Plant: perennial herb; rosettes solitary or few, 7-16 cm wide, of 15-70 leaves, on stem 1-3 cm thick Leaves: cuneate-oblanceolate to -obovate, acuminate, 3-9 cm long, 1-4 cm wide, 2-4 mm thick, somewhat glaucous, smooth INFLORESCENCE: FLORAL STEMS 1-3 dm tall, with 5-15 leaves; branches 7-18, to 8 cm long, 1-6-flowered; pedicels 4-18 mm long; cymes flat or paniculate Flowers: 5-merous; sepals triangular-lanceolate, 2-6 mm long, 1.5-2.5 mm wide; corolla 19-28 mm wide, the tube 3-3.5 mm long; pistils abruptly narrowed to styles 0.5-1 mm long Fruit: FOLLICLES many seeded. SEEDS narrowly ovoid, reddish-brown, striate Misc: Infrequent, rock crevices and gravelly slopes in mts; 1200-2050 m (3900-6700 ft); Aug-Feb REFERENCES: Moran, Reid. 1994. Bixaceae. J. Ariz. - Nev. Acad. Sci. Volume 27, 190-194.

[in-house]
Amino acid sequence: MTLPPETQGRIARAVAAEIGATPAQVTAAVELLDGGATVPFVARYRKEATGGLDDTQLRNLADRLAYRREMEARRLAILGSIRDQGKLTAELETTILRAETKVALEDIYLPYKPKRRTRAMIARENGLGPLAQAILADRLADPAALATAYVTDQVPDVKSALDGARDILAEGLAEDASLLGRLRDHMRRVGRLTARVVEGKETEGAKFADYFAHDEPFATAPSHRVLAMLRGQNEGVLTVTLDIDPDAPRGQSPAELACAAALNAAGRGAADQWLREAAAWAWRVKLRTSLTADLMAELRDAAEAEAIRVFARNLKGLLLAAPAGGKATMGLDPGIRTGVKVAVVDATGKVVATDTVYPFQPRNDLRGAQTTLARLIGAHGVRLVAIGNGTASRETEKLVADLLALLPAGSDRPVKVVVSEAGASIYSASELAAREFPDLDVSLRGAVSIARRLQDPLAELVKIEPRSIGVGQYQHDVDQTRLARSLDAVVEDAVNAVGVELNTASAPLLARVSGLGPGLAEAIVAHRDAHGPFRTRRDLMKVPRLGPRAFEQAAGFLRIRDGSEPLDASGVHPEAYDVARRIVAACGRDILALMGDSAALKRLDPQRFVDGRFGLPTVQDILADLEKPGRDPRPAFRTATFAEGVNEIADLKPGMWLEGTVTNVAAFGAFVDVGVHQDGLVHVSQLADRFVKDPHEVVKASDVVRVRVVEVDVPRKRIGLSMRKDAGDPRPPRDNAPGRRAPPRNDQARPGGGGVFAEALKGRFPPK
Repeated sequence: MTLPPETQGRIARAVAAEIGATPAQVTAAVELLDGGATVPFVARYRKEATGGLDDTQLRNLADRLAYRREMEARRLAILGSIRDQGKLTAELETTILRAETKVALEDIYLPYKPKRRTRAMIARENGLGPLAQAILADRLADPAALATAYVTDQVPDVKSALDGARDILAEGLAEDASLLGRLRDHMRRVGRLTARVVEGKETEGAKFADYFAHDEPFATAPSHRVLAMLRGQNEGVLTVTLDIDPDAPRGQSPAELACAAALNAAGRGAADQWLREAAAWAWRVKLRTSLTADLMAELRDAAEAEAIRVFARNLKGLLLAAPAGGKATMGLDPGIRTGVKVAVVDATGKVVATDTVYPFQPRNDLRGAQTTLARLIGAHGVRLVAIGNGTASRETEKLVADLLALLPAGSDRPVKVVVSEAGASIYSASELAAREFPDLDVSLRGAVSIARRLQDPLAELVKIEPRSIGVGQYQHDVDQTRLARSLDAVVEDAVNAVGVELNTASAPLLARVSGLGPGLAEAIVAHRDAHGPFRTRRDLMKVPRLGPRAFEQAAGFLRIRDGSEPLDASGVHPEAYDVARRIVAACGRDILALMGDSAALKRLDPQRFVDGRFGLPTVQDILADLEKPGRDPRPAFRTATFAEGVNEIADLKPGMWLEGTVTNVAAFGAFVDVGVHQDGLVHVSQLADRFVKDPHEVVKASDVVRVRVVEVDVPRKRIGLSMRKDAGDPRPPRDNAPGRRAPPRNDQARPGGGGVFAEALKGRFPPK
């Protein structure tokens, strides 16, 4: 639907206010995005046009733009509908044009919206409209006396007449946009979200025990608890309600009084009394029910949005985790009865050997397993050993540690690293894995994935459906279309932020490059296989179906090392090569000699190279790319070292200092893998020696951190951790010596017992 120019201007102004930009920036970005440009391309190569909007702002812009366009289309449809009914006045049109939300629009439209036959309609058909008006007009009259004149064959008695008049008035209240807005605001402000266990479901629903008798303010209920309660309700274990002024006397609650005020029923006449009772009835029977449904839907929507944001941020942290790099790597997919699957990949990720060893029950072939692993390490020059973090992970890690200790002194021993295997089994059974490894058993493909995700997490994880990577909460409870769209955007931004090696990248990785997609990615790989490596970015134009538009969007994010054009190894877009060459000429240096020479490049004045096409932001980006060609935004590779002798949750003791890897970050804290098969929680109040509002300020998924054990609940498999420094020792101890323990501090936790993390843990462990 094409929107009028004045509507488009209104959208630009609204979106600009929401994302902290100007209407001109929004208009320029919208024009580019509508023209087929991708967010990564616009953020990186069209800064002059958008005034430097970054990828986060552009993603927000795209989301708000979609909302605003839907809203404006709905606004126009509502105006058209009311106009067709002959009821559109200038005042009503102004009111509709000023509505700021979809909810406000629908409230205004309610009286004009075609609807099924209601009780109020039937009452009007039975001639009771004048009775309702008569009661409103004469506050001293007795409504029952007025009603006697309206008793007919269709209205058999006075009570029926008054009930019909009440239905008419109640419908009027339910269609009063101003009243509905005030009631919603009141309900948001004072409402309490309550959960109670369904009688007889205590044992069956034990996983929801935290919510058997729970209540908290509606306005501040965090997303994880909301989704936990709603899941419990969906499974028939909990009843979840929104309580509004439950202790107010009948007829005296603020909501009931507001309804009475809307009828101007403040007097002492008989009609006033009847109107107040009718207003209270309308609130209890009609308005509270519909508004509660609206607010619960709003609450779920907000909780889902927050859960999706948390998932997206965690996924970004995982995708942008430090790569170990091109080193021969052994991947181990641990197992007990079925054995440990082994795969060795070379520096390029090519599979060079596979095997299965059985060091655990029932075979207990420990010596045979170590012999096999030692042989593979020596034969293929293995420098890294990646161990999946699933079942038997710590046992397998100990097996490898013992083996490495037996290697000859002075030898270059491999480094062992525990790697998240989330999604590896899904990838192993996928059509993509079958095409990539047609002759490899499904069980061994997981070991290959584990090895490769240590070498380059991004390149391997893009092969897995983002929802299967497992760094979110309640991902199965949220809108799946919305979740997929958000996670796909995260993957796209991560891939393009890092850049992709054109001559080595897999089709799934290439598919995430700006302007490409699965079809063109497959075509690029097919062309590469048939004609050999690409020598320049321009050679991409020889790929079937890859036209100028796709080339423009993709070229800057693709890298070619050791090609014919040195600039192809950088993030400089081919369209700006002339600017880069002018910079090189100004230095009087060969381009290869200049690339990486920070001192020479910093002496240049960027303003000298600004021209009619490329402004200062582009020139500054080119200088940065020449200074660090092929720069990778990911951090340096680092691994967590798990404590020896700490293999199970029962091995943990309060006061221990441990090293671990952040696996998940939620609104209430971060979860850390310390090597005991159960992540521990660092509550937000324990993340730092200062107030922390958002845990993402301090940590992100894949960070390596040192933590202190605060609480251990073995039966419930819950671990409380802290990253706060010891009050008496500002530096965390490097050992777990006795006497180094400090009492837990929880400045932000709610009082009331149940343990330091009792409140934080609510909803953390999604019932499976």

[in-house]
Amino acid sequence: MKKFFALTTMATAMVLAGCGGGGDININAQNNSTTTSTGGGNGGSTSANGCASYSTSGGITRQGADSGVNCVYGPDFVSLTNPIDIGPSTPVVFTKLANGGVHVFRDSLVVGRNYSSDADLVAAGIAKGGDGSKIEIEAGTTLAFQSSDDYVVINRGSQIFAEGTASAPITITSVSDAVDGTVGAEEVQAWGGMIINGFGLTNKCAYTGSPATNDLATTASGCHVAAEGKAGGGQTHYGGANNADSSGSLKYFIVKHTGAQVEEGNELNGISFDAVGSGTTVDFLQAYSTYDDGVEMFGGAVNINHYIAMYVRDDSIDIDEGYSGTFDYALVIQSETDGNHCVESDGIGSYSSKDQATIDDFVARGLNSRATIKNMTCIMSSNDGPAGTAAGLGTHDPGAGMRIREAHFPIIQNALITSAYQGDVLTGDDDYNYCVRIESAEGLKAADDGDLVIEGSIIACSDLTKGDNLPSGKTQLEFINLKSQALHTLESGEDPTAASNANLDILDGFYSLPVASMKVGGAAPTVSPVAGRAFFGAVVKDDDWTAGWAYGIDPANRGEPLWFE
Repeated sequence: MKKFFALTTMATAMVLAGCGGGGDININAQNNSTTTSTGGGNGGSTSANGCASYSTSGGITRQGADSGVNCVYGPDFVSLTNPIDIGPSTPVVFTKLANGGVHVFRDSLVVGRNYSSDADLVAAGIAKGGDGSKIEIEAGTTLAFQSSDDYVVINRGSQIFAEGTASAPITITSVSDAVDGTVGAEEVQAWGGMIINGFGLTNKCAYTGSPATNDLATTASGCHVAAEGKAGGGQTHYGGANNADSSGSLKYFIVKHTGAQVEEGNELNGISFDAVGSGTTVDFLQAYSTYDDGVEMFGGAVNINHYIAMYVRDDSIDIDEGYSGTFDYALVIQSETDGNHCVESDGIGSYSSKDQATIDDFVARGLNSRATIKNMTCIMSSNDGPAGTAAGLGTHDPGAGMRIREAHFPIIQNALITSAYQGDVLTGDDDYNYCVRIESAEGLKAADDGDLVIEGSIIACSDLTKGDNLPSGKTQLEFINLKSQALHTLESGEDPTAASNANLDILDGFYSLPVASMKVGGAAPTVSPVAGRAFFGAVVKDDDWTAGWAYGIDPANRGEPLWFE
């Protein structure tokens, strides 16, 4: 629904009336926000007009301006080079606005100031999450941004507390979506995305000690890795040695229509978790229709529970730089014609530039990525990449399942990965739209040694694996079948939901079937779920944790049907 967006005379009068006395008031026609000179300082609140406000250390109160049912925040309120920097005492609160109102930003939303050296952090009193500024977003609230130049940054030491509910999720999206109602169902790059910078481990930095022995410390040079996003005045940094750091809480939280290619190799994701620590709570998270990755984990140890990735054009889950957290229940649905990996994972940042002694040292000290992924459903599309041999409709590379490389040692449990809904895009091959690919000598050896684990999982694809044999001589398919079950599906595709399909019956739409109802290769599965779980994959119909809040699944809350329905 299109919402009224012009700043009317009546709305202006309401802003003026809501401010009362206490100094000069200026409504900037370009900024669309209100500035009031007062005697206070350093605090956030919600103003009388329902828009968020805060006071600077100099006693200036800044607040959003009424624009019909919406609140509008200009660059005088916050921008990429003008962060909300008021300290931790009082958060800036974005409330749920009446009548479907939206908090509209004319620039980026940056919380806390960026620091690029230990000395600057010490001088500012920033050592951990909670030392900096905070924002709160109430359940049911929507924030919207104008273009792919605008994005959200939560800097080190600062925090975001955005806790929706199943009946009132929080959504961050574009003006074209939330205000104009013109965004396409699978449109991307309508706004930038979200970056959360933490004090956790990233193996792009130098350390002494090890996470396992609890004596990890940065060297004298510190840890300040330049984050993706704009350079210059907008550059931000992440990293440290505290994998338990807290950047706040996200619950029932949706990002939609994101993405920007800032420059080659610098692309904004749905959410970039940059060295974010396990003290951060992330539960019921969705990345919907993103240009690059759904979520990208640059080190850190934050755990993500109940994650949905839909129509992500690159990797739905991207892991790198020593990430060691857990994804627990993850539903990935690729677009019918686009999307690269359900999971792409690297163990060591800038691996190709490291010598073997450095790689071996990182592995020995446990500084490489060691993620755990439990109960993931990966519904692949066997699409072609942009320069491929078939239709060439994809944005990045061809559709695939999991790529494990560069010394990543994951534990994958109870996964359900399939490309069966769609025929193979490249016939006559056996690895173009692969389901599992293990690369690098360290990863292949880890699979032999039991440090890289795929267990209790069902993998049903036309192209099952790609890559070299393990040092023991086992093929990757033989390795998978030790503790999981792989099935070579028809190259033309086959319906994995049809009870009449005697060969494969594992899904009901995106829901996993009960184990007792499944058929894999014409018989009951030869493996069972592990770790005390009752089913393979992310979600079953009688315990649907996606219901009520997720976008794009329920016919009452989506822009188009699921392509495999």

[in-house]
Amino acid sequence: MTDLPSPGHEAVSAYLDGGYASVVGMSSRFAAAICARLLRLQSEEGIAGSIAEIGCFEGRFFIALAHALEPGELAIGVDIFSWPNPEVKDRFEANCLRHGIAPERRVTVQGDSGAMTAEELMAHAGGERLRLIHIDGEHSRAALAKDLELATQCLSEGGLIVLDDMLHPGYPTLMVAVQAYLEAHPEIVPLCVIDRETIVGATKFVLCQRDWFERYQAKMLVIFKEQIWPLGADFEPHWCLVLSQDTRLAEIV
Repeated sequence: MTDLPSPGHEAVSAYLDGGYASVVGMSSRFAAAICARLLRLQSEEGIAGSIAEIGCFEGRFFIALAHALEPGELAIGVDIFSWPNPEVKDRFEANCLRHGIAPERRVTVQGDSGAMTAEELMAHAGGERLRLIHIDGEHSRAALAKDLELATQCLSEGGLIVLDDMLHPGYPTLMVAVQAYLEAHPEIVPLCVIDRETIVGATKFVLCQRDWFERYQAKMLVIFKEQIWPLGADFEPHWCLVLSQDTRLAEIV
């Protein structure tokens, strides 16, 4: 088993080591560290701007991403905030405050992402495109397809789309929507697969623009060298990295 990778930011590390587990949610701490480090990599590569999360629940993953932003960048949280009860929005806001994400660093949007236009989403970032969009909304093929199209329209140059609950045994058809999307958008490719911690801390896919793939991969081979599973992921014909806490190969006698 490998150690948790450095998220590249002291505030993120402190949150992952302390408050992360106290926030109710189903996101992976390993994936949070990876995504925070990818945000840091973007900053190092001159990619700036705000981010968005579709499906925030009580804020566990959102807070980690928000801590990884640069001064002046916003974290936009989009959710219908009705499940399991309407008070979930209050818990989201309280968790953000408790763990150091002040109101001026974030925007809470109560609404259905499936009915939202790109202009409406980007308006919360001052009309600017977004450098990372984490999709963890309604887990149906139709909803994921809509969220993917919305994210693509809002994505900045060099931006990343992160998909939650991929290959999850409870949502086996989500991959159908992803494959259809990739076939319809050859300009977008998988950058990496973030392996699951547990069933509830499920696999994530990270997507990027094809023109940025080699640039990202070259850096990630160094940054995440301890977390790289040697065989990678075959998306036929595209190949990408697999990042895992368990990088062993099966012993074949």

Duration: Perennial Nativity: Native Lifeform: Succulent General: Perennial succulent, forming from a basal rosette of thick, juicy, leaves, rosettes singular or few, 7-16 cm wide. Leaves: Succulent 3-9 cm long, glaucous and unarmed except for the short spines at the tips, blue-green in color, sometimes with a purplish tinge. Flowers: Borne on a thick, juicy stalk, forming paniculate cymes, white with red spots, star-shaped and 5-merous, with 5 petals and stamens, stamens can be reflexed from the flower center to expose the 5 conic styles. Fruits: Elongated capsules (follicle) with acuminate tips and numerous ovoid, reddish-brown, striate seeds. Ecology: Found on cliffs, in rocky crevices, and in mountain canyons, from 4,000-7,000 ft (1219-2134 m); flowers fall-winter. Notes: This species resembles a small and juicy Agave or aloe, is like a Sedum and is similar in appearance to many commercially grown succulents, except for the fantastic, star-shaped, white flowers with red spots. This plant is considered rare and has been reported only in Santa Cruz, Pima, and Cochise counties in Arizona, and is under protected status as salvage restricted. The name change for this species is relatively new, so look for it under Graptopetalum bartramii. Ethnobotany: Unknown Etymology: Echeveria is named for the 18th century Spanish botanist Atanasio Echeverria Codoy, while bartramii is named for John Bartram, an 18th century botanist and contemporary of Linnaeus. Synonyms: Graptopetalum bartramii Editor: LCrumbacher, 2011